Liked by 1 person

    • I love a good cover too 🙂 I got to sit in on a couple of jacket meetings, which was super cool. The editor in charge of the project would present a few printed covers, and then everyone would comment on what they liked and disliked. Some of the final covers they chose were amazing, and the decisions really made sense based on the content of the books! I’d be interested to see what they would do for mine, and how it would compare to my ideal 🙂

      Like

  12. Thanks for the Alt-Tab tip. That is awesome!

    Also, thank you for sharing your insight into the using an agent or not. I hadn’t really considered getting one because I don’t know if my manuscript would ever been loved by one of the big publishing houses.

    Like

    • You’re welcome 🙂 I was really grateful to the IT guy who taught me that tip a few years back 🙂
      The big publishing houses are competitive, but manuscripts are read by a bunch of editorial assistants and editors: They then have a meeting about it, and offers are usually made on a manuscript if those with buying power can be convinced to make an offer. Whilst I was there, one work was bought that half the editors liked and half didn’t 🙂 It also depends on what you write. As a fantasy writer, I’m pretty convinced that I have no chance with the big 5 publishing houses: one of the editors I spoke to even recommended searching for niche publisher more dedicated to fantasy!

      Like

  13. Please keep giving us industry insights, Louise. I love them so much. 🙂 I’m worried now though too, because I haven’t been submitting to short story contests. Any idea how important this is for new authors?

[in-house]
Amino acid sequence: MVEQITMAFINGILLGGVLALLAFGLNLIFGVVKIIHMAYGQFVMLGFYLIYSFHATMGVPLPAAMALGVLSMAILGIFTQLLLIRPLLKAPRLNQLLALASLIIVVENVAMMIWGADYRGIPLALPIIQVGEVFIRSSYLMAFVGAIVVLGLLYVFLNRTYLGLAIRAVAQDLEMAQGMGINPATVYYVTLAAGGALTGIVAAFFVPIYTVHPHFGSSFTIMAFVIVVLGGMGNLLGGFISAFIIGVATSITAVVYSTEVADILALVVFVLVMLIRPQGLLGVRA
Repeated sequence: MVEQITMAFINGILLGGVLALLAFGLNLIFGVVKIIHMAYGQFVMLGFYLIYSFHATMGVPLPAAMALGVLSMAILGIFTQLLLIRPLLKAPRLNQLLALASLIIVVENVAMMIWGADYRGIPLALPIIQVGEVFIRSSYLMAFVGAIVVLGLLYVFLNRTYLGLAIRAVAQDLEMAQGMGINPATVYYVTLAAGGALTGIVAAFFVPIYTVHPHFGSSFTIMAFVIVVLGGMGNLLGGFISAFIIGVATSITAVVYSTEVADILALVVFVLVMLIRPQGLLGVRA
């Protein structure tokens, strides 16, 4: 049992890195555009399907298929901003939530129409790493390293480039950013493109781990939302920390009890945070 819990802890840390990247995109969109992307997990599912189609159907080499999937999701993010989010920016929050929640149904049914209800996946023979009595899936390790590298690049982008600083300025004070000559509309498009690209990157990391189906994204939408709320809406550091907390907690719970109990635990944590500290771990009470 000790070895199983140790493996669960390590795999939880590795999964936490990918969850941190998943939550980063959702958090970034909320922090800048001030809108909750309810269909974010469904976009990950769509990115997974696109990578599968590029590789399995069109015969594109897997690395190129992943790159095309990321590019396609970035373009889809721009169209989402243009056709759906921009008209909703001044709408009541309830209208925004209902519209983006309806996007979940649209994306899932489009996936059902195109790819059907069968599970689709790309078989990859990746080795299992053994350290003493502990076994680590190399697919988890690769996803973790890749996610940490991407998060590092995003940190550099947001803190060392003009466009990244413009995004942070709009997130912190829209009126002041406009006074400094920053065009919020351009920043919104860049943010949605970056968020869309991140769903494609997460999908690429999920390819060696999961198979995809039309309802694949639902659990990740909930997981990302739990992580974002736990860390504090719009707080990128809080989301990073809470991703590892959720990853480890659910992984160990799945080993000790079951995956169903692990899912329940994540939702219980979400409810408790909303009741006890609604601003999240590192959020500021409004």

Liked by 1 person

    • Glad to hear it 🙂 I have a couple more posts planned with more insights.
      With regards to short stories: It’s not the only thing that can help you stand out. Some agents mentioned courses the author had completed or writing experience that they had in query letters.
      Whilst having something noteworthy to mention can help you stand out, I wouldn’t worry about it too much: Jane Friedman mentions in her blog post on query letters (https://janefriedman.com/query-letters/) that, whilst it’s nice to add an author bio to a query letter, it won’t make you less credible, especially if you are a new author 🙂

      Like

  14. As other people have said, thank you for the insider information! I’ve always suspected that an agent was the way to go, since I’m fairly stuck on traditional publishing … it’s nice to know I’m thinking in the right directions. I’m eagerly awaiting any other advice you’ve got for us!

    Like

  15. great insight. 🙂 do you have any advice on breaking into the publishing industry? I had a small amount of work experience whilst I was studying at uni, but currently struggling to find a job or internship that will help me start my career!!

    Like

    • Thanks for stopping by 🙂
      From what I heard during work experience, and from a friend who struggled to get a job in publishing, it’s super competitive.
      As much work experience as possible is good, and it can give you contacts too. Penguin now pay work experience at minimum wage, and they take people throughout the year. They get a lot of applications but they have a random selection process. I applied twice before I got offered the chance 🙂
      They also offer summer internships, where they give you a project for the ten weeks you’re there, but I think this years deadline was early May.

      Admin experience may be beneficial too, since editorial has a lot of crossover. Keep an eye out for temporary opportunities: Some of the staff were on temp contracts, and that can sometimes lead to full time opportunities.
      Apply widely, focus on your experience, and don’t lose faith 🙂 My friend had quite a few interviews before she was offered her job at Bloomsbury 🙂
      Hope that helps!

      Liked by 1 person

  16. Pingback: Author Toolbox: What I learned from working in editorial at Penguin books. Marketing and Money. | Dragonspire UK·